Gwen Lee said she lives in fear of the times when HandyDART calls her to say that a taxi has been sent, instead of a HandyDART, to pick up her disabled son from his day program.
Lee spoke at TransLink’s board of directors meeting, held Wednesday (December 9) at TransLink's head office. Representatives of the HandyDART Riders’ Alliance and the HandyDART drivers’ union suggested that TransLink not renew its contract with MVT Canadian Bus Inc., the company that currently runs HandyDART. It was the second time that TransLink made its board meeting public, and HandyDART riders, their caregivers, and family members packed the audience.
“Taxi service is not a safe and appropriate mode of transportation for people with special needs,” said Lee. Her son Geoffrey sat beside her while she spoke to the board.
Taxis replace HandyDART
“For 25 years Geoffrey was autistic, has been travelling on the HandyDART bus, travelling to and from Vancouver and Burnaby to his day program each weekday.” Lee said that in the past taxis were used only in an emergency situation, but TransLink’s more frequent use of taxis in place of HandyDARTs means that her son is “vulnerable to emotional and psychological abuse” because he is left waiting longer and is in the care of a taxi driver, none of whom are properly trained to deal with passengers with special needs, Lee suggested.
Bob Chitrenky, president of the drivers’ union, said in an interview that TransLink took 10,000 hours away from HandyDART drivers and redirected those hours towards adapted taxi services.
Several issues raised
Nearly a dozen people who signed up to speak during the public input session were there to express their discontent with HandyDART services. Complaints included late pickups and unfriendly HandyDART phone-room employees.
Bet Thuason, a Vancouver resident and HandyDART rider, said that HandyDART riders who voice concerns to the call centre are met with aggression.
Calls to restore HandyDART funding were also made, which the Riders’ Alliance said has resulted in HandyDART service hours being frozen since 2009.
Involve riders in decision-making
In an interview before the meeting, Beth McKellar, coordinator of the HandyDART Riders’ Alliance, said that it’s not the drivers of HandyDART that she is opposed to, but rather “the inner workings of the call centre,” operated by MVT Canadian Bus. Other riders echoed her sentiments, and one woman, while addressing the board, broke into tears as she praised the drivers.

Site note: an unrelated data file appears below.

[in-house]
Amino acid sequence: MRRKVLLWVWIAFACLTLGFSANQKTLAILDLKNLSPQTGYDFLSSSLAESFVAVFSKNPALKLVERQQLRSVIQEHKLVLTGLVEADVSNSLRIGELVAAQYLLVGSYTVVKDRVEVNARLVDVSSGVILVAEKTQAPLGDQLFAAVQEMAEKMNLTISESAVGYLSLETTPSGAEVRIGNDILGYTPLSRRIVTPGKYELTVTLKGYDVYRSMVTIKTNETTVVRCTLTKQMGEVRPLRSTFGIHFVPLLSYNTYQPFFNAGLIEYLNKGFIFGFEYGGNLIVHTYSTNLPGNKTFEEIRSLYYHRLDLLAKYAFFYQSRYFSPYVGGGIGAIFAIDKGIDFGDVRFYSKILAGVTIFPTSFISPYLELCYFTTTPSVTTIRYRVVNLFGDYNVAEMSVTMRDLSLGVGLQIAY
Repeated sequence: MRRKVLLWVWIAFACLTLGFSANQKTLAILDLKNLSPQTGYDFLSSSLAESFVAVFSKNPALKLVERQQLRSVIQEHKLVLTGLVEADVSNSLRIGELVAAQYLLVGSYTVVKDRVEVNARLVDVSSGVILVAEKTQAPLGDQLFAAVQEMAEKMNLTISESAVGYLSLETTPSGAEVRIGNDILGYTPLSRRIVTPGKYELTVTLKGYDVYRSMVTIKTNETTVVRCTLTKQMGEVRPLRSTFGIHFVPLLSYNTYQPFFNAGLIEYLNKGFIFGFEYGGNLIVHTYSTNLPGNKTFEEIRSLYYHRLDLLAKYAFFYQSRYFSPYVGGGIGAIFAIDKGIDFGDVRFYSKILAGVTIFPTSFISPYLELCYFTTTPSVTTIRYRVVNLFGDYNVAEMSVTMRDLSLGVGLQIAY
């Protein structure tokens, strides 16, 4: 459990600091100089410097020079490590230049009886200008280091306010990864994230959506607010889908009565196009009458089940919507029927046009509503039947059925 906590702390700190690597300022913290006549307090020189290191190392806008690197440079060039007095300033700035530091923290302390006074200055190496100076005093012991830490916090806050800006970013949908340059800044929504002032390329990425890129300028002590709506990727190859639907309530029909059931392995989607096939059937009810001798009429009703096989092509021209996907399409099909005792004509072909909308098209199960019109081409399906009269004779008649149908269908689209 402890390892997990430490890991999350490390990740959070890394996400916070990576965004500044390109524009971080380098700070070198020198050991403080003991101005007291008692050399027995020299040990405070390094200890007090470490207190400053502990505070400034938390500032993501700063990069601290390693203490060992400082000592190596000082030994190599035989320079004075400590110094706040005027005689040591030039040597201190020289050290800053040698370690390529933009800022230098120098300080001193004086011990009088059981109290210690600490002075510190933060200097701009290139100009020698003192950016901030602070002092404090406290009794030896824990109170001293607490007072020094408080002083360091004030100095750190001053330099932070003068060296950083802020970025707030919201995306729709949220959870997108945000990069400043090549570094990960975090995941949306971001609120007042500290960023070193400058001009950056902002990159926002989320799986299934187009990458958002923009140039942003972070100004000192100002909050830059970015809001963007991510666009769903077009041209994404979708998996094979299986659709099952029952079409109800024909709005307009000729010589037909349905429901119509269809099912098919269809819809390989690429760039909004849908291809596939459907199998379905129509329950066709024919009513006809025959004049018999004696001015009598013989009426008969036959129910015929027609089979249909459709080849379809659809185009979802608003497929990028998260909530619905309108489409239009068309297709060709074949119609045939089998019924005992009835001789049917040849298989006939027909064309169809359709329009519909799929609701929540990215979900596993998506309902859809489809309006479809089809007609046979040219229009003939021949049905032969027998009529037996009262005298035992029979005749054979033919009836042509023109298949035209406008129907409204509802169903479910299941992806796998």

McKellar also stressed the need for disabled riders to have decision-making power within HandyDART operations. TransLink’s current Access Transit Users Advisory Committee includes disabled transit users and community support workers, but does not have decision-making power within HandyDART.
Merrilee Ashworth, the manager of Access Transit Advisory Committee was present in the audience, listened intently to the feedback from HandyDART riders. She declined to comment on the issues raised when asked after the meeting.
Bring HandyDART in-house
In 2009, TransLink contracted MVT Canadian Bus, a U.S. company, to administer HandyDART service through to 2017. Prior to the 2009 contract with MVT Canadian Bus, HandyDART was run cooperatively by multiple non-profits. Today, MVT Canadian Bus fields calls and dispatches HandyDART vehicles and adapted taxis. Chitrenky, president of the drivers’ union said to the board that once the MVT contract is up, TransLink should bring HandyDART in-house.
A 2013 report released by the drivers’ union, written by urban planner Eric Doherty, said that the freeze resulted in a 600 percent increase in trip denials.
The report said that “TransLink has cut the HandyDART service budget… in response to the transit funding crisis, and plans to keep service hours frozen for the next decade.”
In an interview with the Straight before the meeting, Doherty said that MVT Canadian Bus recently changed the criteria for what it considers a trip denial, and he has been unable to compare the latest data with the 2013 data. But, he said “the anecdotal evidence” on trip denial, “is that it’s getting worse,” adding that “if we’re going to have good service, either [HandyDART should be run by the] public sector or HandyDART riders should be directly managing the system.”
TransLink spokesperson Jennifer Morland said that the company's data shows that during the past year, it's reduced the number of unfilled HandyDART trip requests by over 80 percent. She also said that based on customer surveys, HandyDART satisfaction is increasing.
“2015 results say that 79 percent of surveyed customers are giving an eight or 10 out of 10,” said Morland, who admitted that she did not know how many riders were surveyed.
TransLink board chair Barry Forbes said that he was moved by the stories that HandyDART riders shared at the meeting and that the board is concerned.
“We need to engage with folks more,” he said. “We had an offer to want to work with us more in the future, and we welcome that opportunity.”
“It’s through the eyes and the ears and the speaking of our customers that we’re going to be able to do a better job,” Forbes said.
Forbes also noted that in 2016 TransLink will begin evaluating future plans, and that at the end of the MVT Canadian Bus contract they would consider all options, including the possibility of bringing HandyDART in-house.